Antimicrobial herbs – Fire Cider, oil of oregano, olive leaf tincture, garlic, onions, ginger, eucalyptus, peppermint,

Immune boosting herbs – echinacea, elderberry, astragalus, olive leaf, peppermint

Tea or hot infusions are the best ways to take herbs for a cold or flu. The fluids help with hydration and elimination. The moist heat helps with sinus congestion and sore throat.

Stage 2: The Hot/Dry Cold

In the second stage of a cold or flu, where there are aches and pains, chills and fever, sore throat, swollen glands, or plugged nose, cooling and moistening herbs are needed. At this stage elderberries and elderflowers help support the immune system. Elderberry prevents viruses from replicating in the body, and if used regularly at this stage of the cold, there is still the hope that the body will overcome the virus.

Try this herbal infusion to help when you are hot and dry.

Yield: 4 cups of herbal infusion

Ingredients:

1 teaspoon elderflowers (cool and slightly dry, expectorant, anti-catarrhal, diaphoretic)

1 teaspoon elderberries (cool and slightly dry, immune stimulant)

1 teaspoon mullein leaf (cool and moist, expectorant, anti-catarrhal, demulcent)

1 teaspoon red clover flowers (cool and moist, lymphatic)

½ teaspoon peppermint leaf (cool and dry, antimicrobial, antiviral, diaphoretic)

Directions:

Combine the herbs in the mesh tea strainer of a 27 ounce cast iron tea pot or tetsubin. Pour boiling water over the herbs. Cover and let sit for 15 minutes. Drink liberally. If you want to make this ahead and package in single serving tea bags, each tea bag should have 1 teaspoon of herb. One teabag is enough for a single cup of herbal infusion.

Stage 3: The Hot/Moist Cold

In the third stage of a cold or flu the person feels feverish and damp. The nose is running. The cough is wet and productive. The mucus is profuse. There is a need for herbs that are cooling, drying, and toning.

Try this herbal infusion to help when you are hot and damp.

Yield: 4 cups of herbal infusion

Ingredients

1 teaspoon peppermint (cool and dry, diaphoretic, antiviral/antimicrobial)

1 teaspoon elderberry (cool and dry, immune stimulant)

1 teaspoon yarrow (cool and dry, diaphoretic, antiviral/microbial, anti-catarrhal)

½ teaspoon mullein leaf (cool and moist, expectorant, anti-catarrhal, demulcent)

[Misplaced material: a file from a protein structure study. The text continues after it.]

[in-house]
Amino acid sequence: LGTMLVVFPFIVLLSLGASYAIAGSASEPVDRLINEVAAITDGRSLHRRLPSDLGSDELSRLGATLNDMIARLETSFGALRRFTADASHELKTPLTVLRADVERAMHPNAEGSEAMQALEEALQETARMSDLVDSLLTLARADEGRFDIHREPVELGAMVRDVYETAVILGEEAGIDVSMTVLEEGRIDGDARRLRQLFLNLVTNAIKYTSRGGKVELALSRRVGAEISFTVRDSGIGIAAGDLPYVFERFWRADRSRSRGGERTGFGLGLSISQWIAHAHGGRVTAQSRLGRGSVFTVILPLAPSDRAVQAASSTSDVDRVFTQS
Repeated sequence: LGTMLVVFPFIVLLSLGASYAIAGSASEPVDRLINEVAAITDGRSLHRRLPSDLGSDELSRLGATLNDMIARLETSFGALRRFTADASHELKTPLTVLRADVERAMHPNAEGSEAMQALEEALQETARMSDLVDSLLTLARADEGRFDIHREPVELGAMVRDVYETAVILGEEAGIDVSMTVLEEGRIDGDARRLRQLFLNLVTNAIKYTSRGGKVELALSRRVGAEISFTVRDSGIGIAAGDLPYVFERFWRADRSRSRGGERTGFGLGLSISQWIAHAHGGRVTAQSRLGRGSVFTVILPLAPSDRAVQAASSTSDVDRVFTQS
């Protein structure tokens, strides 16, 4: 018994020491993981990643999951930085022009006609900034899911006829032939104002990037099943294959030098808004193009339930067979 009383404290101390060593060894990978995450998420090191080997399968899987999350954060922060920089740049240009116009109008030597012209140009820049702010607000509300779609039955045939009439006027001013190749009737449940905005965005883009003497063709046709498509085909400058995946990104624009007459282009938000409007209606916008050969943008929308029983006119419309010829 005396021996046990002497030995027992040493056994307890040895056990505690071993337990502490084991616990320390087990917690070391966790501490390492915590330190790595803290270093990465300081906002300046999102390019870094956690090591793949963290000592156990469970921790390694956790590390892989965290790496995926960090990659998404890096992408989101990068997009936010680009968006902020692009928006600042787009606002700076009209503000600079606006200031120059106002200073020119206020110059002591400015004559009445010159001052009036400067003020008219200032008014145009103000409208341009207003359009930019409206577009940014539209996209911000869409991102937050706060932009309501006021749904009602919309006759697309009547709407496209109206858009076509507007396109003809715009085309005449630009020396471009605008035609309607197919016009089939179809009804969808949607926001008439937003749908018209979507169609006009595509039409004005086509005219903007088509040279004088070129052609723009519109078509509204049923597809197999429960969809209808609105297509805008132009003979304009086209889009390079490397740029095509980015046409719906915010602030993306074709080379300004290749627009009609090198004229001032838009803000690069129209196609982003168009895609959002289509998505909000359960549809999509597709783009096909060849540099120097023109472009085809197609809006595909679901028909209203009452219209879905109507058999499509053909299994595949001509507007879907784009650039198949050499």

½ teaspoon calendula (cool and dry, antimicrobial, lymphatic)

Directions:

Combine the herbs in the mesh tea strainer of a 27 ounce cast iron tea pot or tetsubin. Pour boiling water over the herbs. Cover and let sit for 15 minutes. Drink liberally. If you want to make this ahead and package in single serving tea bags, each tea bag should have 1 teaspoon of herb. One teabag is enough for a single cup of herbal infusion. Drink this freely.

Stage 4 The Cold/Dry Cold

Yield: 4 cups

This herbal decoction will warm up the circulation and ease the dry, hacking cough. Since this herbal blend is made up of roots, it should be made as a decoction rather than an infusion.

Ingredients:

1 teaspoon elecampane (warm and moist, diaphoretic, antimicrobial)

1 teaspoon echinacea root (cool and dry, immune stimulant, anti-catarrhal, antimicrobial, lymphatic)

½ teaspoon licorice (neutral and moist, expectorant, demulcent)

¼ teaspoon ginger powder (hot and dry, diaphoretic, antimicrobial)

Directions:

Simmer roots in 4 cups of boiling water for 20 minutes. Keep the pot covered. Strain and drink hot. If you want to make this ahead and package in single serving tea bags, each tea bag should have 1 teaspoon of herb. One teabag is enough for a single cup of herbal decoction.

Stage 5: The Cold/Moist Cold

This is the stage of cold where the fever is broken but there is lingering sinus issues, sneezing, coughing, and mucus. At this stage warming foods like chili peppers, cinnamon, ginger, and raw garlic help warm up the sinuses and dry up mucus. This is a good time to eat curry and Mexican food. Bitter, drying herbs make the best infusions to help expectorate mucus and calm the lingering cough.

Yield: 4 cups

Ingredients:

½ teaspoon thyme (warm and dry, diaphoretic, expectorant, anti-catarrhal, antimicrobial)

½ teaspoon sage (warm and dry, diaphoretic, antimicrobial, anti-catarrhal)

½ teaspoon calendula (cool and dry, antimicrobial, lymphatic)

½ teaspoon elderberry (cool and dry, immune stimulant)

A pinch cayenne (warm and dry, diaphoretic, anti-catarrhal, antimicrobial)

Directions:

Combine the herbs in the mesh tea strainer of a 27 ounce cast iron tea pot or tetsubin. Pour boiling water over the herbs. Cover and let sit for 15 minutes. Drink liberally. If you want to make this ahead and package in single serving tea bags, each tea bag should have 1 teaspoon of herb. One teabag is enough for a single cup of herbal infusion. Drink this freely.